Check out the video below by the Emmy nominated television show host Jason Silva where he explains why humans love to experience transcendence.

Pillar 3) to finding meaning in life: Surround yourself with love

The shaman Rudá Iandé once told me that the greatest experiences of love come from our actions, rather than our feelings. When you act with love towards people, the feelings will naturally result over time.

Love is similar to happiness. Pursuing love is often counter-productive to the experience itself.

You can use these insights to find meaning in life by actively cultivating good relationships in your life. You can surround yourself with people who are on a similar pursuit of meaning.

You see, we often feel as though we are alone, that our existence in the universe has no impact on the greater good.

While we might not be able to test our presence against the greater odds, there are ways to assure our sense of self through belonging. With family, for example. Or with friends.

In short:

With loved ones.

By surrounding yourself with people that genuinely love you, you are able to realize that your existence resounds with the people around you.

Of course, this is different from being popular because of the things you have or the things you believe in.

Deep connections go beyond actions and sometimes even thought. By establishing this kind of kinship with someone, we are able to relate with people outside ourselves and find meaning beyond what we do.

If you’re looking to create deeper connections with people, then check out the famous 36 questions a psychologist says will make you fall in love with anyone. These questions don’t just need to be used in romantic relationships. You can use them with family, friends, colleagues… Basically anyone.

Here are my favorite 5 questions suggested by the psychologist, but make sure you check out all of them:

  • Given the choice of anyone in the world, whom would you want as a dinner guest?
  • What does friendship mean to you?
  • If a crystal ball could tell you the truth about yourself, your life, the future or anything else, what would you want to know?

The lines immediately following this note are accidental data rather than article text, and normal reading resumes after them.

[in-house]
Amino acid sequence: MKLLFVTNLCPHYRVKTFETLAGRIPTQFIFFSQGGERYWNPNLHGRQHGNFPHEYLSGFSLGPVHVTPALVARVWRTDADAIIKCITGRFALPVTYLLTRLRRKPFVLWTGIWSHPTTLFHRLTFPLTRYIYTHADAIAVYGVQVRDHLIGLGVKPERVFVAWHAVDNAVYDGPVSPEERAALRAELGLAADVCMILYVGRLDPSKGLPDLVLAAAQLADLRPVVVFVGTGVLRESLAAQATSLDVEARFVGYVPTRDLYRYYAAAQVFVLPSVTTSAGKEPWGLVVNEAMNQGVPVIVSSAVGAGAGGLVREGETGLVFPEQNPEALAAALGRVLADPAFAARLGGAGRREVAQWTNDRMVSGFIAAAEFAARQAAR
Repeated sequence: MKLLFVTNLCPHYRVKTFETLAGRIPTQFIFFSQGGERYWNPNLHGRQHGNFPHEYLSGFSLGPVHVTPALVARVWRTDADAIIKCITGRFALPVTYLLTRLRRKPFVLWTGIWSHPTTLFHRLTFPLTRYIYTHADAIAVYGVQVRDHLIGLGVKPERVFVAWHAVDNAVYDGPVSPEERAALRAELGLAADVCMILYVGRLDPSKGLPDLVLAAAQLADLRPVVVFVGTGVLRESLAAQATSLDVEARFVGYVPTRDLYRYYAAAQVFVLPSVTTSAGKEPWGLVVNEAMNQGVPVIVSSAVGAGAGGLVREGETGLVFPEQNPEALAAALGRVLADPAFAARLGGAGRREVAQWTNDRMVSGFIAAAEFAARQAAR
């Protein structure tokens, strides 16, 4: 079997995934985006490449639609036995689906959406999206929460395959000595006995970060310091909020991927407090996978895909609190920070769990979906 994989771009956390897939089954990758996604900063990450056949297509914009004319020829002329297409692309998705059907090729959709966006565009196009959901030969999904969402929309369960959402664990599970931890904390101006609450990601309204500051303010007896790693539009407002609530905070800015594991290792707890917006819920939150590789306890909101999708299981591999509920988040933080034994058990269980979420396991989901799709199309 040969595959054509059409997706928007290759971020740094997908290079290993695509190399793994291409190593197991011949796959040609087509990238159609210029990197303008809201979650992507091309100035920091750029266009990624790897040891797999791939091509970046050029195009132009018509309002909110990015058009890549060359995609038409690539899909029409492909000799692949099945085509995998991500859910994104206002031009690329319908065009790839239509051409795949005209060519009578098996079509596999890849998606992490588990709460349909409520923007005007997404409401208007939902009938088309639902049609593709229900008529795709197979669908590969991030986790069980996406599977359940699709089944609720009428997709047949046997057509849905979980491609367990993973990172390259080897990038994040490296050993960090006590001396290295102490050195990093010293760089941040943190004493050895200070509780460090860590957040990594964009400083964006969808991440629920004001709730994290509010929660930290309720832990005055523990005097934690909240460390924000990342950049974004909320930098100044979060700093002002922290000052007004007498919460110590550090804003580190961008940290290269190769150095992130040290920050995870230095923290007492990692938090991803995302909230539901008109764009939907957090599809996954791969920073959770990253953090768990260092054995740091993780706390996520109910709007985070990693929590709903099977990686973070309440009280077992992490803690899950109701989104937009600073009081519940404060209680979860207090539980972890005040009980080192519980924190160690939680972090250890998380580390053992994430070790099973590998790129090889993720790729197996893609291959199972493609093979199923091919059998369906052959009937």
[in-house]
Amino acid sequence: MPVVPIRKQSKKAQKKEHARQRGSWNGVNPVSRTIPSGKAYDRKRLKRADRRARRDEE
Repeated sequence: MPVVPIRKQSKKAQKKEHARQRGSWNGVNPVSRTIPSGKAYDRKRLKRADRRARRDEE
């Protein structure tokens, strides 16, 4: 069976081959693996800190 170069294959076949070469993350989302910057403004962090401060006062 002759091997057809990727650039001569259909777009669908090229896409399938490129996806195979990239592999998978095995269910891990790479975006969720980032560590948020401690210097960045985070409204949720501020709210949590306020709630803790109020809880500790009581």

• What roles do love and affection play in your life?
  • Your house, containing everything you own, catches fire. After saving your loved ones and pets, you have time to safely make a final dash to save any one item. What would it be? Why?

Pillar 4) to finding meaning in your life: Creating a purpose

Justin Brown has written a fantastic article about how to find your purpose in life. Discovering your purpose helps you to articulate your meaning in life.

Brown explains that the conventional approach to finding a purpose gets it all wrong. It assumes that a purpose is something in the future to strive towards.

In fact, your purpose already exists and comes from your values and how you connect with people around you.

He put together 8 counter-intuitive questions that will help you to find your purpose in life.

Here are the questions, but make sure you check out the full article as it provides much more explanation:

  1. What were you passionate about as a child?
  2. If you didn’t have a job, how would you choose to fill your hours?
  3. What makes you forget about the world around you?
  4. What issues do you hold close to your heart?
  5. Who do you spend time with and what do you talk about?
  6. What is on your bucket list?
  7. If you had a dream, could you make it happen?
  8. What are the feelings you desire right now?

These questions take the focus on purpose and meaning from something that exists in the future, to what you are already dreaming about right now.

You see, most people feel like they are waiting to find their purpose in life. Yet this takes away your human agency. You have the power to figure it out right now.

You won’t likely find your purpose from your paycheck or the 9-5 grind. It’s defined by your joyful ability to give to others and create value in their lives.

You may find your purpose in your job because through your work you are able to contribute to societyOn the other hand, finding other channels through which we can affirm our sense of selves passionately will help us find direction in life.

The goal is to find meaning in things that aren’t tied to finite things. Jobs can end. Relationships can disappear. Money can fade away. What’s left when all else collapses is your sense of purpose, and no one can take that away from you.

I hope these 4 basic pillars to finding meaning in life has helped you to let go of your pursuit of happiness and search for meaning instead.

If you need further help in discovering your purpose, check out the video below where Justin Brown gets into a profound discussion with the shaman Rudá Iandé about how to find your purpose.


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Lachlan Brown

Lachlan Brown

I’m Lachlan Brown, the editor of Ideapod and founder of Hack Spirit. I love writing practical articles that help others live a mindful and better life. I have a graduate degree in Psychology and I’ve spent the last 6 years reading and studying all I can about human psychology and practical ways to hack our mindsets. If you to want to get in touch with me, hit me up on Twitter or Facebook.